Perlman recital offers mixed rewards at Kravis Center
Itzhak Perlman is one of the classical music world’s true icons. With a performing career now spanning half a century, numerous television appearances and forays into ethnic and crossover repertoire, Perlman is one artist who is nearly guaranteed to fill a concert hall and, indeed, the Kravis Center in West Palm Beach was packed for his recital on Monday afternoon, part of the Regional Arts Concert Series.
Once the most technically brilliant and immaculate of violin virtuosos, Perlman’s playing over the past decade has becomes less accurate and fastidious as in past times. Much of the old Perlman magic and charisma were on display at his matinee performance as well as some of the recurrent issues.
The first movement of Beethoven’s Violin Sonata No. 3 in E-flat Major was a problematical opener. Rohan De Silva, Perlman’s longtime recital partner, was agile and vivacious as ever at the keyboard but, despite a lowered piano lid, he often covered the violin line. Perlman’s intonation was not always precise and his once plush tone sounded wiry and muddy. He rebounded by shaping the noble melody of the Adagio with appropriate majesty. There were glimmers of the old Perlman in the final Rondo, the music sprightly with a touch of gypsy fire despite some fudged passagework in rapi sections.
Richard Strauss’ Violin Sonata in E-flat Major was one of the composer’s last original chamber works, composed in 1888. Despite some longeurs, this is unabashedly romantic music, richly chromatic and replete with sweeping thematic invention.
The score is a natural for Perlman and, for the most part, he gave a strong performance. Playing with a lean, focused tone, Perlman sailed through the grand gestures of the initial Allegro non troppo with passionate commitment and enthusiasm. The cinematic melodic writing of the Andante cantabile was delivered in shining tones and Perlman’s shaping of Strauss’ elongated lines was wonderfully pliant and idiomatic.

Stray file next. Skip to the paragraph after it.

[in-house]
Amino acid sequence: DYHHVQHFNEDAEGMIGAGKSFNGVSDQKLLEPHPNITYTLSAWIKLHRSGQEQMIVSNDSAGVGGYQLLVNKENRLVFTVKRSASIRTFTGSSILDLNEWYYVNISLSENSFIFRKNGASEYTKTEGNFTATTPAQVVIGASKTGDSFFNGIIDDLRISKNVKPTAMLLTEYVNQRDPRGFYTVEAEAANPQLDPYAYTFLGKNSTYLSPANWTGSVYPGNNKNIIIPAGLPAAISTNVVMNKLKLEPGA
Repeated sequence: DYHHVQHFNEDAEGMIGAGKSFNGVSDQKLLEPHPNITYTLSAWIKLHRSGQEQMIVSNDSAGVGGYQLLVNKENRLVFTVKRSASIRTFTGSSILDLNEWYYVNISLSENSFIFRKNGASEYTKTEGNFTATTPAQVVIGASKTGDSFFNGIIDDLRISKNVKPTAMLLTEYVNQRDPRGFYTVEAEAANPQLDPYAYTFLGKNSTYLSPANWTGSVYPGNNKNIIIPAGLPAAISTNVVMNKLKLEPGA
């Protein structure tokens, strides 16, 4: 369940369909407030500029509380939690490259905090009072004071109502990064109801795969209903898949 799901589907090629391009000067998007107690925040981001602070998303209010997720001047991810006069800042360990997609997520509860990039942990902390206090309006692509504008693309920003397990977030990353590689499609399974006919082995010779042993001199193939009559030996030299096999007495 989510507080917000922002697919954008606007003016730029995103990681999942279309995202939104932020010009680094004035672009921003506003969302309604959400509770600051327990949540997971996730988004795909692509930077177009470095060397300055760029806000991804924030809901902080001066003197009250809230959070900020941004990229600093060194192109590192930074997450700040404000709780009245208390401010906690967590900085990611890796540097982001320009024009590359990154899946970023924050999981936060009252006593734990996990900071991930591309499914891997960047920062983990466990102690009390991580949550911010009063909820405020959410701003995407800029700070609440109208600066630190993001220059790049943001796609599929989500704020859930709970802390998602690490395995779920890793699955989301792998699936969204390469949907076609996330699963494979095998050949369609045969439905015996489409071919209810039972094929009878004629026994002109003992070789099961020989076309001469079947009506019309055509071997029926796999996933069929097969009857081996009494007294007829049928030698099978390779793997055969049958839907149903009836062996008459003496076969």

Still some passages in the violin’s highest reaches sounded off center and that carried over to the finale where fast sections were sometimes merely approximated. In spite of these brief technical glitches, Perlman brought sweeping fervor and his unique personal stamp to a score from the twilight of romanticism that was probably unfamiliar to much of his audience.
Fritz Kreisler turned Tartini’s “Devil’s Trill” Sonata into one of his typical Viennese bonbons and his romanticized arrangement fits Perlman like a glove. His sweet-toned, spacious reading of the Larghetto affectuoso set the pace. While some initial staccato sections were not always cleanly articulated, the final Allegro assai was indeed devilish, producing Perlman’s most dazzling playing of the afternoon.
A Perlman recital would not be complete without short violin chestnuts. Kreisler’s Sicilienne and Rigaudon in the Style of Francoeur was elegantly shaped and Tchaikovsky’s Song Without Words lithe with the schmaltz and intimacy of the salon.
The theme from Schindler’s List by John Williams, a Perlman perennial, was dressed in glowing tonal colors and imbued with sadness. While the rapid-fire Dance of the Goblins by Antonio Bazzini was not as flawless as in past Perlman performances, the showpiece provided a lively close to the afternoon.
Itzhak Perlman, with pianist Rohan De Silva, plays works by Beethoven, Grieg and Debussy 8 p.m. Wednesday at the Kravis Center in West Palm Beach. kravis.org; 561-832-7469 www. Perlman repeats the Beethoven-Strauss-Tartini program 8 p.m. Thursday at the Arsht Center in Miami. arshtcenter.org; 305-949-6722.
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Tue Dec 17, 2013
at 11:31 am